Wr426

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Jun 22, 2000
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#1
Are the WR's good play bikes? They seem to have all the right stuff for trails, but can they be ridden as such? Gas and go? Putt-putt all day if need be? I know about the grey wire fix, is there anything else this bike needs or is lacking? How about fuel range? Sorry if these questions have been asked a million times already...
 
Joined
Jan 19, 2000
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#2
Yes, but...
The general concensus is if you want to putt-putt all day an XR is more comfortable. My WR does fine that way, but if you are at all agressive you will probably do more vroom-vrooming than putt-putting, it's just so much fun and at least as comfortable to push your limits on it.

I dual-sported mine and average 70 mi. on a ride. I don't hit reserve on a normal day. This includes some slow rocky trails, loose rocky and/or shale hills, and a good bit of high speed dirt roads. (45-80mph) ((shhhh!)).
 

wayneo426

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Dec 30, 2000
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#3
Oh yeah!

Ditto what Kramer said. I also feel that if you want to putt-putt, an XR might be the better choice. I opted for the 426 because of its power, and suspension. I ride it harder than I thought I ever would. I guess when you got it, flaunt it! And the monkey-butt never really hit me that hard, so the seat thing isnt an issue to me. Im sure you'll find that once you get used to the bike, you'll have more fun riding it somewhat aggressively, than slowly.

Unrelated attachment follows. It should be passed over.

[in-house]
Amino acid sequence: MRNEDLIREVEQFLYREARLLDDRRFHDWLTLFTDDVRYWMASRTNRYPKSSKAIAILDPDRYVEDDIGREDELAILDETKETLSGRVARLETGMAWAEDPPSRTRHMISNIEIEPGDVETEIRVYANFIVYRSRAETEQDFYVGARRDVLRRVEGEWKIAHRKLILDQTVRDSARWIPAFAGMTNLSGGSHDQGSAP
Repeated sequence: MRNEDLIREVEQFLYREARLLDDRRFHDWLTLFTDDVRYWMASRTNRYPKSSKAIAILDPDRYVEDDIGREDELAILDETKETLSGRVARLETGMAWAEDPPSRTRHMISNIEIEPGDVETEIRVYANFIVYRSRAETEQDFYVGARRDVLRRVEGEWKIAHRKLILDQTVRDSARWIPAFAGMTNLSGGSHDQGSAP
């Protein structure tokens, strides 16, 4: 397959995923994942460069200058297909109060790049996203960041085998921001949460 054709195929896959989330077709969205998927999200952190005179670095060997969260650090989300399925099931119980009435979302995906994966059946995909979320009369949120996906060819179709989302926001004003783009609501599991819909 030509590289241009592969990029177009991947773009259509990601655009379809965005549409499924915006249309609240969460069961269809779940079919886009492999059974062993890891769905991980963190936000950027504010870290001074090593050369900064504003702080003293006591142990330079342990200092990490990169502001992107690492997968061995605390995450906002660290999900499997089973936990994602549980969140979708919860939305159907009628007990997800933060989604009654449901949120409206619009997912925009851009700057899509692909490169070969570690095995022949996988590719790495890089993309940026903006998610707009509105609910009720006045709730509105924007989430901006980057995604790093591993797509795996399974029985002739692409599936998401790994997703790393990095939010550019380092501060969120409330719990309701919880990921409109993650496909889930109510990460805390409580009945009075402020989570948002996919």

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#5
Hmmm, so then coming off my RM to the WR would be a good transition? I flirt with the idea of owning a 4-stroke because of the maintenance (top end) differences and the fact that I really don't use my MX bike on the trail to its full potential ie., revving it out in every gear.. I came close to getting the KDX and even closer to the KTM's E/XC but the blue bike is a pretty one...
 
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#6
yes Joe, I think so. I came from an 86 RM125, then had 2yrs bikeless before I got my 400. I really didn't have any trouble with the transition. The more I rode it the better it seemed to be, though I was probably the one getting better. I chose 4 stroke mainly because I wanted to dualsport it, and didn't want to carry oil to mix at the gas stations. This technology applied to dirt bikes was just too much to resist.

One of the biggest advantages is that gear selection is not as critical as on the 2-smokes. This should be even more true of the 426 vs. my 400. Lug it (within reason) or rev it, the WR just doesn't care.

I should say at this point that alot of people have complained of stalling out in tight trails. It happens to me on occasion, but it's been my fault every time; I can't blame the machine.